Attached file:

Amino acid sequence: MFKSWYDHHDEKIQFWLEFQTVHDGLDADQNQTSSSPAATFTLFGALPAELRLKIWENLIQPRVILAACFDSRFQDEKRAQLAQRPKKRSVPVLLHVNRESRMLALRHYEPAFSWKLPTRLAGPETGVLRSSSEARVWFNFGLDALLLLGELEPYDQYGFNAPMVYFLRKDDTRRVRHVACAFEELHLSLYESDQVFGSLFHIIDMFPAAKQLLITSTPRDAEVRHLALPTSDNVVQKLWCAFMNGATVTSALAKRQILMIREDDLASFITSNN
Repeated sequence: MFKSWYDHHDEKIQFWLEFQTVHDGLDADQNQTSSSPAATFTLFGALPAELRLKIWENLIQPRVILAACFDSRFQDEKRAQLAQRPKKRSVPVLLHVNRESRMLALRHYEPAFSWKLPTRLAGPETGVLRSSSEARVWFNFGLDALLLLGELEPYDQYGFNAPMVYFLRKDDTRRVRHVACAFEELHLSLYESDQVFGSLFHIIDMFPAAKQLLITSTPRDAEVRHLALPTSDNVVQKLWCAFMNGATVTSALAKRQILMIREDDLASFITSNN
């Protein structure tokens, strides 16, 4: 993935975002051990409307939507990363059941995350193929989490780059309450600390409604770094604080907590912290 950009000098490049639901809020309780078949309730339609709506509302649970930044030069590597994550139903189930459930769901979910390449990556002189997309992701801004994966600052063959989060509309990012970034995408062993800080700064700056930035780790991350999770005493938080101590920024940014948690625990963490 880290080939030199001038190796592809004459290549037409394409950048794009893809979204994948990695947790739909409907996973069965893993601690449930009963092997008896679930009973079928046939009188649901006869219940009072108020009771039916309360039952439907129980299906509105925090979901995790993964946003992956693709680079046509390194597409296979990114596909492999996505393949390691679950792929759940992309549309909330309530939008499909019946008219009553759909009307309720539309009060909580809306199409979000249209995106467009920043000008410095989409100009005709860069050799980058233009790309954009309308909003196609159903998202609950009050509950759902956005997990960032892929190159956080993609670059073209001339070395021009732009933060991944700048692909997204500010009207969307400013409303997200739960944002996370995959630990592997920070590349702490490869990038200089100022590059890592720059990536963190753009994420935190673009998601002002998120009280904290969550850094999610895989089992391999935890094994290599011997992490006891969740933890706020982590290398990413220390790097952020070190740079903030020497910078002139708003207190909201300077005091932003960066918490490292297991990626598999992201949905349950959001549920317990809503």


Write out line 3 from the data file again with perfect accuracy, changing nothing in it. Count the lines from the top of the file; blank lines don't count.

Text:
């Protein structure tokens, strides 16, 4: 993935975002051990409307939507990363059941995350193929989490780059309450600390409604770094604080907590912290 950009000098490049639901809020309780078949309730339609709506509302649970930044030069590597994550139903189930459930769901979910390449990556002189997309992701801004994966600052063959989060509309990012970034995408062993800080700064700056930035780790991350999770005493938080101590920024940014948690625990963490 880290080939030199001038190796592809004459290549037409394409950048794009893809979204994948990695947790739909409907996973069965893993601690449930009963092997008896679930009973079928046939009188649901006869219940009072108020009771039916309360039952439907129980299906509105925090979901995790993964946003992956693709680079046509390194597409296979990114596909492999996505393949390691679950792929759940992309549309909330309530939008499909019946008219009553759909009307309720539309009060909580809306199409979000249209995106467009920043000008410095989409100009005709860069050799980058233009790309954009309308909003196609159903998202609950009050509950759902956005997990960032892929190159956080993609670059073209001339070395021009732009933060991944700048692909997204500010009207969307400013409303997200739960944002996370995959630990592997920070590349702490490869990038200089100022590059890592720059990536963190753009994420935190673009998601002002998120009280904290969550850094999610895989089992391999935890094994290599011997992490006891969740933890706020982590290398990413220390790097952020070190740079903030020497910078002139708003207190909201300077005091932003960066918490490292297991990626598999992201949905349950959001549920317990809503």